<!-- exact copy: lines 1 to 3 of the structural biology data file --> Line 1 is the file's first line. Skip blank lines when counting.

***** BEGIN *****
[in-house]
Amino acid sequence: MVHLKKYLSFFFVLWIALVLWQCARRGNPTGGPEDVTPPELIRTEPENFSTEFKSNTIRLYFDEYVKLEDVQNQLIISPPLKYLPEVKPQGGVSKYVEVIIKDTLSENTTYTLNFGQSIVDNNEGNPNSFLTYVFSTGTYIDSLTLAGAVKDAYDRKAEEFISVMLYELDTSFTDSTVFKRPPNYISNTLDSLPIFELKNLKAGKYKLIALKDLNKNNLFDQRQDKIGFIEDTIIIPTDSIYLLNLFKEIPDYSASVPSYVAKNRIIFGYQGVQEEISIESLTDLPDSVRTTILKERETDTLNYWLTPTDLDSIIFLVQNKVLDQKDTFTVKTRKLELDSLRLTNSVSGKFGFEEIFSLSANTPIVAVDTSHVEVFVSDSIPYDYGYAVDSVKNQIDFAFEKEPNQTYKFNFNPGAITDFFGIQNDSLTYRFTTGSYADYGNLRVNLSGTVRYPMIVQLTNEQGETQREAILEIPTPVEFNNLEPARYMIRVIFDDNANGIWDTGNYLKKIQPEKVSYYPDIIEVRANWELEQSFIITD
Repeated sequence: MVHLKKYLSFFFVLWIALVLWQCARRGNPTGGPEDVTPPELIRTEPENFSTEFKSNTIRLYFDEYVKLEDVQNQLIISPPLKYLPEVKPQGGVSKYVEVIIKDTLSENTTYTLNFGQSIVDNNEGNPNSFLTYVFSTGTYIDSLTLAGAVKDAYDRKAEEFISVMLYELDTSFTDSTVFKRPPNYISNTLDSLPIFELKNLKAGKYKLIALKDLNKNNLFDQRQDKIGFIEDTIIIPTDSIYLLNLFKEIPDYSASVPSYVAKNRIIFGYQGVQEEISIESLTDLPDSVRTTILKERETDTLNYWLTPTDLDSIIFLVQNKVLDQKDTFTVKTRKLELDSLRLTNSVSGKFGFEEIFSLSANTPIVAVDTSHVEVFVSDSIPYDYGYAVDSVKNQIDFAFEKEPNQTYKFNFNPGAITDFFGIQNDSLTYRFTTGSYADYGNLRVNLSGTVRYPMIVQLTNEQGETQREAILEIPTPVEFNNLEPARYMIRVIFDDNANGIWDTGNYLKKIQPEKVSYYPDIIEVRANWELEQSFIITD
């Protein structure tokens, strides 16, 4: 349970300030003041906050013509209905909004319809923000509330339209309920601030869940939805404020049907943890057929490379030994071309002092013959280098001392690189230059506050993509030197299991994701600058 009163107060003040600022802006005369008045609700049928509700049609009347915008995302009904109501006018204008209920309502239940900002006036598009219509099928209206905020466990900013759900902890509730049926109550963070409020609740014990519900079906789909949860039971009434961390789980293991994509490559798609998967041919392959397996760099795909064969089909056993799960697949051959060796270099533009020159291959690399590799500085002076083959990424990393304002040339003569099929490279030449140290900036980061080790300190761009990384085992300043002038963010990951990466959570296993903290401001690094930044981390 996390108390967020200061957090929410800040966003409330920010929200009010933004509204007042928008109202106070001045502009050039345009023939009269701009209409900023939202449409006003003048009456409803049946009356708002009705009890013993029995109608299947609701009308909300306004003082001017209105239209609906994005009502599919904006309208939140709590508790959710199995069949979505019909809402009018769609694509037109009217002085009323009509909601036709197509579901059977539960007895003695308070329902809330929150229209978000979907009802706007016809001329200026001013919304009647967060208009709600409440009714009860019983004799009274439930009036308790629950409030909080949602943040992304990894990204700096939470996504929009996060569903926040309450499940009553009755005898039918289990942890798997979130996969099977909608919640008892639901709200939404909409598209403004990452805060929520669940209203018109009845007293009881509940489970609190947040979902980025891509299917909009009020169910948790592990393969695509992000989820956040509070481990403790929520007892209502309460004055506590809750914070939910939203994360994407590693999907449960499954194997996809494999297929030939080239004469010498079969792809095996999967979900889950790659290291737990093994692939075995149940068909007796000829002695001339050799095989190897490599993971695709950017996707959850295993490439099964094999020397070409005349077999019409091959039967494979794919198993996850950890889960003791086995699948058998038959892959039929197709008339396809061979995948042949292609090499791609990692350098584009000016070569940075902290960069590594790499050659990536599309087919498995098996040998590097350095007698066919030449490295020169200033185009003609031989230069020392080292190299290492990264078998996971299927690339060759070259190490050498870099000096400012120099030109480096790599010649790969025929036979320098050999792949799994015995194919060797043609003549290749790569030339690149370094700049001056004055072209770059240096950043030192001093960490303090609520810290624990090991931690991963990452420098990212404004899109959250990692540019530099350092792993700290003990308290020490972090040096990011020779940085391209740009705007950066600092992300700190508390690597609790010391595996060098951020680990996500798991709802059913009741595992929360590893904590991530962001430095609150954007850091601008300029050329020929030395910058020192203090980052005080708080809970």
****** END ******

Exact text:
[in-house]
Amino acid sequence: MVHLKKYLSFFFVLWIALVLWQCARRGNPTGGPEDVTPPELIRTEPENFSTEFKSNTIRLYFDEYVKLEDVQNQLIISPPLKYLPEVKPQGGVSKYVEVIIKDTLSENTTYTLNFGQSIVDNNEGNPNSFLTYVFSTGTYIDSLTLAGAVKDAYDRKAEEFISVMLYELDTSFTDSTVFKRPPNYISNTLDSLPIFELKNLKAGKYKLIALKDLNKNNLFDQRQDKIGFIEDTIIIPTDSIYLLNLFKEIPDYSASVPSYVAKNRIIFGYQGVQEEISIESLTDLPDSVRTTILKERETDTLNYWLTPTDLDSIIFLVQNKVLDQKDTFTVKTRKLELDSLRLTNSVSGKFGFEEIFSLSANTPIVAVDTSHVEVFVSDSIPYDYGYAVDSVKNQIDFAFEKEPNQTYKFNFNPGAITDFFGIQNDSLTYRFTTGSYADYGNLRVNLSGTVRYPMIVQLTNEQGETQREAILEIPTPVEFNNLEPARYMIRVIFDDNANGIWDTGNYLKKIQPEKVSYYPDIIEVRANWELEQSFIITD
Repeated sequence: MVHLKKYLSFFFVLWIALVLWQCARRGNPTGGPEDVTPPELIRTEPENFSTEFKSNTIRLYFDEYVKLEDVQNQLIISPPLKYLPEVKPQGGVSKYVEVIIKDTLSENTTYTLNFGQSIVDNNEGNPNSFLTYVFSTGTYIDSLTLAGAVKDAYDRKAEEFISVMLYELDTSFTDSTVFKRPPNYISNTLDSLPIFELKNLKAGKYKLIALKDLNKNNLFDQRQDKIGFIEDTIIIPTDSIYLLNLFKEIPDYSASVPSYVAKNRIIFGYQGVQEEISIESLTDLPDSVRTTILKERETDTLNYWLTPTDLDSIIFLVQNKVLDQKDTFTVKTRKLELDSLRLTNSVSGKFGFEEIFSLSANTPIVAVDTSHVEVFVSDSIPYDYGYAVDSVKNQIDFAFEKEPNQTYKFNFNPGAITDFFGIQNDSLTYRFTTGSYADYGNLRVNLSGTVRYPMIVQLTNEQGETQREAILEIPTPVEFNNLEPARYMIRVIFDDNANGIWDTGNYLKKIQPEKVSYYPDIIEVRANWELEQSFIITD